Annual General Meeting 2022

The 2022 Annual General Meeting of Rainbow Region Community Farms Inc. is to be held on Sunday 11 December at 2pm at the Lismore Community Garden, 54 Brewster Street, Lismore. 

The meeting will be followed by afternoon tea at the garden.

The election of office bearers and committee members for the coming twelve months will be held. All current financial members are entitled to vote at the meeting.

If you are not a current member and would like to be, please find the membership form here:

2022 RRCF Membership Form updated Sep

Please forward your completed membership form to or hand it to a current member at the Weds morning working bee onsite.

Thank you and hope to see you there.

President’s Report 4th May, 2017

Lismore Community Garden was ticking away nicely until, Thursday 30th March when the monster flood began which has devastated the garden and our equipment to a large degree.  The flood peaked at around 5pm on 31st March which left only the tops of the trees at the preschool visible. The flood water went right over the roof of the compound and our rainwater tank.  The garden remained under water for two days so all of the veggies were ruined.

We began the clean up on Monday morning after the water had receded over the weekend.  It was an overwhelming task at the beginning and a lot of items were put out for collection by the Council.  Everything was covered in flood mud and some of us just wanted to throw the whole lot out.  Others were quite keen to wash some things for keeping.  By the end of the first week, the clean up process was going well.  We have lost quite a few things that simply floated out of the compound – water cart, buckets, worm farm, straw bales,the list goes on.  Pete has made a list and taken photographs of all the items we threw out which were ruined by the flood water.

Many thanks goes to Bruce and Martin who came over to the garden on the rainy Thursday and removed the batteries from our stand alone solar system.  Bruce also bolted down the container and it managed to stay in its place.

I came over to the garden with my son Ollie at 12.30am on the rainy Friday also and at that stage the eastern side of the garden was impassable with water. Access was still possible from Brewster St so we managed to retrieve one lawn mower, whipper snipper, power tools and accessories, guitar and the files from the cabinet. The water was up to our knees inside the compound and it was raining hard.  Of course it had all happened so quickly that most of us were caught off guard.

The assistance we have been given since the flood has been amazing!  From the generosity of our volunteers coming in to help clean up, supporters of the garden donating much needed clean items, the firies pressure hosing off the roof including the underside, Rotary donating new soil, the people from Sydney who came to help move that soil into beds, people cooking food for us, pizza delivered to us during the first week, offers of funding efforts to help us re-start the garden and the tireless efforts of our volunteers.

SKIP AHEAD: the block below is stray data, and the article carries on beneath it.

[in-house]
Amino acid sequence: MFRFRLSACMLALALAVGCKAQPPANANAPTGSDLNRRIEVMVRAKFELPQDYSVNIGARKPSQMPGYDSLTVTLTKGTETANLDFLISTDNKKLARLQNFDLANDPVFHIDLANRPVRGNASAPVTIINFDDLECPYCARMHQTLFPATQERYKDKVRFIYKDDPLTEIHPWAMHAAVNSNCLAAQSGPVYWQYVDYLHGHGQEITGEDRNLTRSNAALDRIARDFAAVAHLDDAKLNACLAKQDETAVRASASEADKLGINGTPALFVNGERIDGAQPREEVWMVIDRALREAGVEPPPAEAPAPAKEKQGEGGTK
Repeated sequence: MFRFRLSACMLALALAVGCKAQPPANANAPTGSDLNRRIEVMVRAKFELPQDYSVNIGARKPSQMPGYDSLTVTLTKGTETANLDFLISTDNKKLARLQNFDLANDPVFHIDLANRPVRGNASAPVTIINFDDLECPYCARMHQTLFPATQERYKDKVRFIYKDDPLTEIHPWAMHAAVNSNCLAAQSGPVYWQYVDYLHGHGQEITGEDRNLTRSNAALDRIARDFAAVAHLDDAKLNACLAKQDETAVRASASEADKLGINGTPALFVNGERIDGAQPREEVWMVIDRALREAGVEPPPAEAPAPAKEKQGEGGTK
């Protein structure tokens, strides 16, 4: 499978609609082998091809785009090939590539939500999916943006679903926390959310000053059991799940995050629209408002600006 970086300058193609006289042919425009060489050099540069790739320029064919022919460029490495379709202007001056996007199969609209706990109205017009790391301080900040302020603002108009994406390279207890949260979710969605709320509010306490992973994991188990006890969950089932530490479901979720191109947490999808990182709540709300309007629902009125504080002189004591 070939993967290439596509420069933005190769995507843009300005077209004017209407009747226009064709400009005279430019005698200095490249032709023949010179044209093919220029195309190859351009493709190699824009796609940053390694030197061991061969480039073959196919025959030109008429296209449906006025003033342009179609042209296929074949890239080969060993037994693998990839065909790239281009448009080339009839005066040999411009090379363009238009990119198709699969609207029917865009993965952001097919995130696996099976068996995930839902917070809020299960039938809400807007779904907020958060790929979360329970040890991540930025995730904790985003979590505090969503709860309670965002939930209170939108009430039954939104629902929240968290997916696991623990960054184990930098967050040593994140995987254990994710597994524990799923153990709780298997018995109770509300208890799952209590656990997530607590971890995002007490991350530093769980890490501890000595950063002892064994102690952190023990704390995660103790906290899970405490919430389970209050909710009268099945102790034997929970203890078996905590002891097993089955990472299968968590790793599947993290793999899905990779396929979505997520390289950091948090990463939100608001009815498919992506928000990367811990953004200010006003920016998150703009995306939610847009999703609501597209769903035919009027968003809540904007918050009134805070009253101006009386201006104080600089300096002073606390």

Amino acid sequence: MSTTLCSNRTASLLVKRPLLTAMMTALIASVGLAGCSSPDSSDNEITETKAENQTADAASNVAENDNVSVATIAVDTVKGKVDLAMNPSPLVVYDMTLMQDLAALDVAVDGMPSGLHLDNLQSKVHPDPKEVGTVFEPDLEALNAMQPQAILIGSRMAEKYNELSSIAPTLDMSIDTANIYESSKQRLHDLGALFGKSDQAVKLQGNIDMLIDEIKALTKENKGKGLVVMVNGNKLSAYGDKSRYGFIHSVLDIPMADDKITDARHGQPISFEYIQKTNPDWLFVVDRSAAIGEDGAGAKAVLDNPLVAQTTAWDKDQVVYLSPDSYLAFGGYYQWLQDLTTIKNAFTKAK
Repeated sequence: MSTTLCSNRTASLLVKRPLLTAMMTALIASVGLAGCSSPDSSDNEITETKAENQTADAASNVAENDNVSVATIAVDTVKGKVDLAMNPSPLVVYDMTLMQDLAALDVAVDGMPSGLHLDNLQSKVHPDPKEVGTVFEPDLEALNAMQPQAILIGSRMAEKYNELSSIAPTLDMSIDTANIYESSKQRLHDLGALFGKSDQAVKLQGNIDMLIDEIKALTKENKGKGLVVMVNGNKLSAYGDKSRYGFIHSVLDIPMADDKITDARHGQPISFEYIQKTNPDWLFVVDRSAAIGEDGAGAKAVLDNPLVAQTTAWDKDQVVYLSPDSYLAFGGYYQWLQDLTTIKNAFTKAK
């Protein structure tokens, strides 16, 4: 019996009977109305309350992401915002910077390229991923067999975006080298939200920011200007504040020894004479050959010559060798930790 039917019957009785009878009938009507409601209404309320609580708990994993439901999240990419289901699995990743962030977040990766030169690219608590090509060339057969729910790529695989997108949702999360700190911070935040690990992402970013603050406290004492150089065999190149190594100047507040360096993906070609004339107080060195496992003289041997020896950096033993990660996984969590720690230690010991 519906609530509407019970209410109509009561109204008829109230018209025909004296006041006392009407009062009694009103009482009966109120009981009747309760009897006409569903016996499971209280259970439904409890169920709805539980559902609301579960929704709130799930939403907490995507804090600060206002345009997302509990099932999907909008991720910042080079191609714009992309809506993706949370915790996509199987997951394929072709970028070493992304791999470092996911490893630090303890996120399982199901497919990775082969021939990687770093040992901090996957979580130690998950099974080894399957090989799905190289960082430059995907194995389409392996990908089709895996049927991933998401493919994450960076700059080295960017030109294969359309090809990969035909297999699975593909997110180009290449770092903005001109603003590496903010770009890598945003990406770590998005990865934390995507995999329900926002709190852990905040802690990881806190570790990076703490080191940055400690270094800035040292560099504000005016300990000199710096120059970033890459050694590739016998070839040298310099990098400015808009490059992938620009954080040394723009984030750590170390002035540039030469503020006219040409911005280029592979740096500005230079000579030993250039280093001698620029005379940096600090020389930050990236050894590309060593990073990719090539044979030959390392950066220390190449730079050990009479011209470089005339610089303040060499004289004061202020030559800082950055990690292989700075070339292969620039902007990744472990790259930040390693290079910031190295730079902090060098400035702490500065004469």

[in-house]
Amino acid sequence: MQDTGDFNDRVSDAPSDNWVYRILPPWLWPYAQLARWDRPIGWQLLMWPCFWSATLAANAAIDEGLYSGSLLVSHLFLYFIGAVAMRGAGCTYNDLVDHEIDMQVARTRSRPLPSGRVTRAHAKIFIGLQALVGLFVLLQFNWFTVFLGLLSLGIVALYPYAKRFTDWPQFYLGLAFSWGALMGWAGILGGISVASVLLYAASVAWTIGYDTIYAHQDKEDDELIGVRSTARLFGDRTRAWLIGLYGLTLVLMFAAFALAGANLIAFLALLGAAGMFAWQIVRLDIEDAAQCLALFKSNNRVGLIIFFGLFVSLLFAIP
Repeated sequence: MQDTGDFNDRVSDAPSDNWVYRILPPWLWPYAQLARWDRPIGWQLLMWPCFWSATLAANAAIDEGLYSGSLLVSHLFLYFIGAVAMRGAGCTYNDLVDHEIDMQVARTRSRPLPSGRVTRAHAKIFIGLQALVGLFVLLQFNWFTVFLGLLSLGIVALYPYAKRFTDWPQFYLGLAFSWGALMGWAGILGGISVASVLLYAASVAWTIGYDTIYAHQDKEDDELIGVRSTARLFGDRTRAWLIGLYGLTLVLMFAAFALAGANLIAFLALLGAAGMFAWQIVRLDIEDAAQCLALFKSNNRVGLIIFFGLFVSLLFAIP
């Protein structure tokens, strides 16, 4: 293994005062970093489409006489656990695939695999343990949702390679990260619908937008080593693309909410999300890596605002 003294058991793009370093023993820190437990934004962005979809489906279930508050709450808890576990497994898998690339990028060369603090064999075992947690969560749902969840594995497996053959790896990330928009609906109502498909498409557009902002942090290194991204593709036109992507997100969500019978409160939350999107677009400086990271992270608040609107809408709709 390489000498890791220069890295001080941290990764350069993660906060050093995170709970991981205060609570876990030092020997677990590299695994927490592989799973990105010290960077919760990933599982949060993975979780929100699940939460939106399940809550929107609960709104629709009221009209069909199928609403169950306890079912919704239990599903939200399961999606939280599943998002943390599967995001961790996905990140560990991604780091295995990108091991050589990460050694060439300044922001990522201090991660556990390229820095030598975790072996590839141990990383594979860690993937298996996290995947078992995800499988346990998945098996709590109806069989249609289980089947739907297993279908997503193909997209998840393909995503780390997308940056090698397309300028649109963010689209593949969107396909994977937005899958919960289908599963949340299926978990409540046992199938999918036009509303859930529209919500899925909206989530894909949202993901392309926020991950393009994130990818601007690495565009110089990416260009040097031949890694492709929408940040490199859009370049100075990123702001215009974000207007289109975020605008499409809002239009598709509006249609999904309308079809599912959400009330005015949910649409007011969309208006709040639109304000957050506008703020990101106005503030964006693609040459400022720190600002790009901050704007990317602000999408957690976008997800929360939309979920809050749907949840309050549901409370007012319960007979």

So, five weeks later it is amazing to see what has grown back ( cassava, nasturtiums, chives, yarrow, asparagus, Japanese egg plant, rosellas, tarragon, bay tree  and self-seeded (lettuces, basil, coriander, endives, borage tomatoes). Actually some things seemed to really enjoy being drowned and have come back quickly and strongly: vetiver grass, strawberries, comfrey and garlic chives.

I took samples of our garden soil, flood mud and water from the main tank to the Environmental Analysis Laboratory at SCU for testing. After a phone discussion with the manager there, it is my understanding that the garden soil is not a concern because the heavy metal levels are within acceptable limits.  The coliform levels are able to be mitigated by aeration and exposure to the sun and since we have covered our beds with fresh soil to a depth of at least 30 cms, we should not have any problems with contamination.  He suggested that any root crops should be washed thoroughly before eating.

The tank water however, has marginally elevated levels of bacteria and should not be used for drinking.  Water can be treated and tank can be cleaned.  Health department guidelines state that water used for irrigating leafy vegetables water must have nil level of coliforms.  However, the sun would kill most of the bacteria.  Faecal coliforms could be from birds droppings which may have been present before the flood if birds land on the roof. According to the information which was sent to me from the lab, boiling the water on a rolling boil for 2 minutes at least, should take care of this.

Volunteers have planted some seedlings and seeds in the last few weeks and we hope to supplement this soon with an event which will invite people to bring edible plants to the garden to plant out and water.  This will bring a closer connection with the community and the garden.

The electricity is back on at the garden.  Thanks to George, Bruce, Martin and Pete for their assistance there.  We are looking to source another fridge soon.

Some of our projects have been put back of course.  The pressing need at the moment is to have the water tank cleaned and re-filled either with rainwater or town water.  Then we can continue to water the garden and clean our equipment as well as wash up kitchen items hygienically.

We held another successful Autumn Equinox event on Saturday 18th March where there was a good variety of seeds, plants and produce available.  The ground was saturated from the week’s rain so the set up was outside the compound and that worked well.

Happy gardening!